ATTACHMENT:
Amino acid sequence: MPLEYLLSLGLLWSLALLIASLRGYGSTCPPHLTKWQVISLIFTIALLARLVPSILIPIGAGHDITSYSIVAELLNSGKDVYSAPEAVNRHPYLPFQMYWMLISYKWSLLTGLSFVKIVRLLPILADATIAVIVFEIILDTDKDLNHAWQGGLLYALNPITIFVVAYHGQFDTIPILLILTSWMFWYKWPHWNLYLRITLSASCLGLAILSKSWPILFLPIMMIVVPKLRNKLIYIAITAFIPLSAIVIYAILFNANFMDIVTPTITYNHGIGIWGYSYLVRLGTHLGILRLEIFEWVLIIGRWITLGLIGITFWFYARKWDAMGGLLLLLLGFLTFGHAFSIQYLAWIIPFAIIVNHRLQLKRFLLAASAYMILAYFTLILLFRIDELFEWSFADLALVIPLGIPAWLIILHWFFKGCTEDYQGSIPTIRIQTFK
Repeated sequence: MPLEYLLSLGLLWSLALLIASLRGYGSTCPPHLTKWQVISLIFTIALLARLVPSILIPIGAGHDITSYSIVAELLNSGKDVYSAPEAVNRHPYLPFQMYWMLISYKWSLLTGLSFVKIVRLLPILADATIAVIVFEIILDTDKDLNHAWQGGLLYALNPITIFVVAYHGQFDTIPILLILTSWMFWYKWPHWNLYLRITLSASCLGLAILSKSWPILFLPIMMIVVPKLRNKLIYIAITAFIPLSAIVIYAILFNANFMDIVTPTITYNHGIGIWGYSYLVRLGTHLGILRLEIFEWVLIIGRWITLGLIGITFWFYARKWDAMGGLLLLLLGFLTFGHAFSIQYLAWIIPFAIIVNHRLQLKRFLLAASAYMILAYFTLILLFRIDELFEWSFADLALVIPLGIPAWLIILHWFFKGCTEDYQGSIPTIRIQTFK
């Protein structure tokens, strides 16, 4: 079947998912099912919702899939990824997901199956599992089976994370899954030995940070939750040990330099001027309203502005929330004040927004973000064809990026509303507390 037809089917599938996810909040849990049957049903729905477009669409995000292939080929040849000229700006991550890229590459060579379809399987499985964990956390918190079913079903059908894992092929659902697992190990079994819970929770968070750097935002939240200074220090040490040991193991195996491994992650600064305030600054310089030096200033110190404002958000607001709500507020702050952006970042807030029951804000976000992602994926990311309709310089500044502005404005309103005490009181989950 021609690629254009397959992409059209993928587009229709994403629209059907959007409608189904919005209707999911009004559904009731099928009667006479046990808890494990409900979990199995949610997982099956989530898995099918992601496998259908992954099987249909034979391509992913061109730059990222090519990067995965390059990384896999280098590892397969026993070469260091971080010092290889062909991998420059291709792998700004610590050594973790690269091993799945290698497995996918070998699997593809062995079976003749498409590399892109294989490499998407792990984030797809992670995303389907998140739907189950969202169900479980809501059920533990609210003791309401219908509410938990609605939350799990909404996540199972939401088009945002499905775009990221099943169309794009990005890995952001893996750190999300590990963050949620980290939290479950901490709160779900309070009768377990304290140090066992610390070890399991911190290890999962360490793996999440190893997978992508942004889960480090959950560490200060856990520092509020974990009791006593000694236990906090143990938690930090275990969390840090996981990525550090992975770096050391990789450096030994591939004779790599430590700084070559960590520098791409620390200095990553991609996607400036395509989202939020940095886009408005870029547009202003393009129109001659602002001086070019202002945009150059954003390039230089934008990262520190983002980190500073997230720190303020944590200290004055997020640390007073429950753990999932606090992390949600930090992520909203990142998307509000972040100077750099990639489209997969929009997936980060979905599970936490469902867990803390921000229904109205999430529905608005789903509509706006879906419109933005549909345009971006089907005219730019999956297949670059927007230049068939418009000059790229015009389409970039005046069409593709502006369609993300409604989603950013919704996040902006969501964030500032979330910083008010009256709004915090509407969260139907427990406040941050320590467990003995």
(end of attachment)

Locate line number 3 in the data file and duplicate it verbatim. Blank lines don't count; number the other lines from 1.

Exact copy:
């Protein structure tokens, strides 16, 4: 079947998912099912919702899939990824997901199956599992089976994370899954030995940070939750040990330099001027309203502005929330004040927004973000064809990026509303507390 037809089917599938996810909040849990049957049903729905477009669409995000292939080929040849000229700006991550890229590459060579379809399987499985964990956390918190079913079903059908894992092929659902697992190990079994819970929770968070750097935002939240200074220090040490040991193991195996491994992650600064305030600054310089030096200033110190404002958000607001709500507020702050952006970042807030029951804000976000992602994926990311309709310089500044502005404005309103005490009181989950 021609690629254009397959992409059209993928587009229709994403629209059907959007409608189904919005209707999911009004559904009731099928009667006479046990808890494990409900979990199995949610997982099956989530898995099918992601496998259908992954099987249909034979391509992913061109730059990222090519990067995965390059990384896999280098590892397969026993070469260091971080010092290889062909991998420059291709792998700004610590050594973790690269091993799945290698497995996918070998699997593809062995079976003749498409590399892109294989490499998407792990984030797809992670995303389907998140739907189950969202169900479980809501059920533990609210003791309401219908509410938990609605939350799990909404996540199972939401088009945002499905775009990221099943169309794009990005890995952001893996750190999300590990963050949620980290939290479950901490709160779900309070009768377990304290140090066992610390070890399991911190290890999962360490793996999440190893997978992508942004889960480090959950560490200060856990520092509020974990009791006593000694236990906090143990938690930090275990969390840090996981990525550090992975770096050391990789450096030994591939004779790599430590700084070559960590520098791409620390200095990553991609996607400036395509989202939020940095886009408005870029547009202003393009129109001659602002001086070019202002945009150059954003390039230089934008990262520190983002980190500073997230720190303020944590200290004055997020640390007073429950753990999932606090992390949600930090992520909203990142998307509000972040100077750099990639489209997969929009997936980060979905599970936490469902867990803390921000229904109205999430529905608005789903509509706006879906419109933005549909345009971006089907005219730019999956297949670059927007230049068939418009000059790229015009389409970039005046069409593709502006369609993300409604989603950013919704996040902006969501964030500032979330910083008010009256709004915090509407969260139907427990406040941050320590467990003995």